Here's what retirees are most worried about

What are Americans most concerned about when it comes to retirement? Those age 65 and over ranked health as their greatest source of worry, according to a recent survey from Merrill Lynch and Age Wave. This represents a switch compared to Americans under age 65, who ranked finances as their top concern.

Of the over-65 group, 81 percent ranked health above all other considerations for a happy retirement, far higher than financial security, which garnered 58 percent of the vote. The vast majority of retirees (86 percent) said maintaining or improving their health could help them manage their out-of-pocket medical expenses in retirement.

But while most retirees know the steps they should take to improve their health, they don’t always get around to adopting those steps.

For example, more than three-quarters report their retirement could be better if they took much better care of their health. The Merrill Lynch/Age Wave study found that compared to those who reported their health as fair or poor, retirees who reported their health as excellent or very good were twice as likely to exercise, eat nutritiously, maintain a health weight and stay socially connected.

Alzheimer’s is by far the scariest condition of later life, as 54 percent of respondents reported, more than all other diseases (cancer, stroke, heart disease, diabetes and arthritis) combined. Note that the health-oriented steps mentioned above can also help prevent, postpone or mitigate all of these conditions.

If you’re not taking all of these steps, what are you waiting for?

If you let your health slide, it will cost you financially. Indeed, health care costs are the biggest financial worry of many retirees. Half of those surveyed reported they’re concerned that they won’t have enough money to pay for out-of-pocket health expenses. 

That fear is well-placed. If a married couple wants to have a 90 percent certainty they can cover their out-of-pocket health expenses in retirement, they’ll need $259,000 in savings, according the Merrill Lynch/Age Wave report. That’s more than the average home equity in the U.S. and more than the median net worth of Americans age 65 and older.

Almost half of retirees erroneously believe that Medicare will cover nearly all of their health care expenses in retirement. In reality, Medicare has substantial deductibles and co-payments, and it doesn’t cover most long-term care costs.

The best thing you can do is learn all you can about Medicare and supplemental health plans (also called Medigap plans) and avoid common traps for people who aren’t wary about the pitfalls. If you haven’t yet attained the Medicare eligibility age of 65, you’ll want to explore your options for health care coverage. If you haven’t taken these steps, you’re not ready to retire.

Course corrections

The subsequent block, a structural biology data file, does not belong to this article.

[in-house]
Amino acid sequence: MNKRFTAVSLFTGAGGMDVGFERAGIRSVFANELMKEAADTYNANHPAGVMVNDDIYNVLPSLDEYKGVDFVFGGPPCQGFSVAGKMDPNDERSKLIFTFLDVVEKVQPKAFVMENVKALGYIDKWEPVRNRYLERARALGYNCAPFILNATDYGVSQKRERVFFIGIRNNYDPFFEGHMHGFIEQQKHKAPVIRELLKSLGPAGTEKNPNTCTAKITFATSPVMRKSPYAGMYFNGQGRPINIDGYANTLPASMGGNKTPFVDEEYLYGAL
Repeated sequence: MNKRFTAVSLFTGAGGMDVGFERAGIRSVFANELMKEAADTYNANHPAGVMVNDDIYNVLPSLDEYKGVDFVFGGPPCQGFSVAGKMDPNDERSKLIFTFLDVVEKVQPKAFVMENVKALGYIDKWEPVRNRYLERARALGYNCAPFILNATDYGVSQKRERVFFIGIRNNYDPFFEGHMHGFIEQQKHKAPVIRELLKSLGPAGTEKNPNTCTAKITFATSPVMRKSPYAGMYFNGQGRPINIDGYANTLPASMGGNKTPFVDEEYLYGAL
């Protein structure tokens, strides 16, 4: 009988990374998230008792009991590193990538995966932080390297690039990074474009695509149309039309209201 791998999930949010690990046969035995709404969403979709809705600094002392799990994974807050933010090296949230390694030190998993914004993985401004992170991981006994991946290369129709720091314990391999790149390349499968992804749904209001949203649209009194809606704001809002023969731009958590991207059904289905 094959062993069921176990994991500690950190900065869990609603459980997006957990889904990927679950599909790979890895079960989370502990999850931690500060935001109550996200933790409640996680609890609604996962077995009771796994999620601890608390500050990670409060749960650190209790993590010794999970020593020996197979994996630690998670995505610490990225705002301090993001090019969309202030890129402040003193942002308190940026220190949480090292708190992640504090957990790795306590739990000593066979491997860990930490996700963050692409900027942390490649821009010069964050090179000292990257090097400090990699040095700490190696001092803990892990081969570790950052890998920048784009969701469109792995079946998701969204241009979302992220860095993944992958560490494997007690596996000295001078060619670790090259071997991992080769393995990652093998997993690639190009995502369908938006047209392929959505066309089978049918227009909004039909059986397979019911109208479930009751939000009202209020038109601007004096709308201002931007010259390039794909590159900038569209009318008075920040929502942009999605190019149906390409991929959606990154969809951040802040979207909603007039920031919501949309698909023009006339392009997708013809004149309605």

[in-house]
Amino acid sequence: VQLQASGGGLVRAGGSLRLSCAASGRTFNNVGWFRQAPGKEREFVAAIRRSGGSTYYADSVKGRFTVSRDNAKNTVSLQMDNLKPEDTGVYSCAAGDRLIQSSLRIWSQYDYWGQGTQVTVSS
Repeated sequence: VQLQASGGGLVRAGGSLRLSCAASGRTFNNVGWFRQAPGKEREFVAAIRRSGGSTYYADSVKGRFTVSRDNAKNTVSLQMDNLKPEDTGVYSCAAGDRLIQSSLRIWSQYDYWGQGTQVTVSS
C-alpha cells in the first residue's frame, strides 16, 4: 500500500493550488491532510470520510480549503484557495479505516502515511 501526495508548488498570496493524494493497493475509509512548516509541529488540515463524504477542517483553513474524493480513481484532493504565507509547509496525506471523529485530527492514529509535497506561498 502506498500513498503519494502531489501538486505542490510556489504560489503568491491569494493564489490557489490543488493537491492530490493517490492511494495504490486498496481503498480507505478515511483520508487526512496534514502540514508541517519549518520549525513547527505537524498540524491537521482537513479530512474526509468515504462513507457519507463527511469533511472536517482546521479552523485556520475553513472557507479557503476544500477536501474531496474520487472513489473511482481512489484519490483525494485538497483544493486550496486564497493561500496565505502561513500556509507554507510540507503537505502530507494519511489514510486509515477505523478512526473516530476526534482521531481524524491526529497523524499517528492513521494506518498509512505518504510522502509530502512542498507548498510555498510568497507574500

Here are the health-related steps survey respondents reported they’re willing to take to have a more financially secure retirement:

  • 91 percent would make healthier choices now to save money later.
  • 91 percent would use more generic medications and health supplies.
  • 83 percent would reevaluate their health insurance plan.
  • 77 percent would increase their use of free or low-cost community health programs.
  • 74 percent would buy insurance for out-of-pocket health expenses, such as a Medigap or Medicare Advantage plan.
  • 68 percent would purchase long-term care insurance.
  • 63 percent would put off nonessential medical treatments or procedures.
  • 58 percent would spend down assets to be eligible for Medicaid.

The first six steps are good options to explore, but frankly, the last two are just bad ideas. Putting off nonessential treatments has the potential to turn a mild condition into a serious one, moving the treatment you need from nonessential to essential. And to be eligible for Medicaid, you’ll need to spend down virtually all of your assets, and you’ll lose a lot of control over your finances and your life.

If you’re still working and are approaching your retirement years, you’ll want to get serious about participating in your employer’s health wellness program. They’re free for most employees, and you can get a customized plan to improve your health. Many programs offer financial incentives for you to take the right steps.

If you’re approaching your retirement years, consider that you have a new job: spending some time and effort planning for the next few decades of your life. After all, a happy, healthy retirement won’t just happen by itself. Taking steps to improve your health and ability to pay for health-related expenses should be at, or near, the top of your retirement to-do list.

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    Steve Vernon helped large employers design and manage their retirement programs for more than 35 years as a consulting actuary. Now he's a research scholar for the Stanford Center on Longevity, where he helps collect, direct and disseminate research that will improve the financial security of seniors. He's also president of Rest-of-Life Communications, delivers retirement planning workshops and authored Money for Life: Turn Your IRA and 401(k) Into a Lifetime Retirement Paycheck and Recession-Proof Your Retirement Years.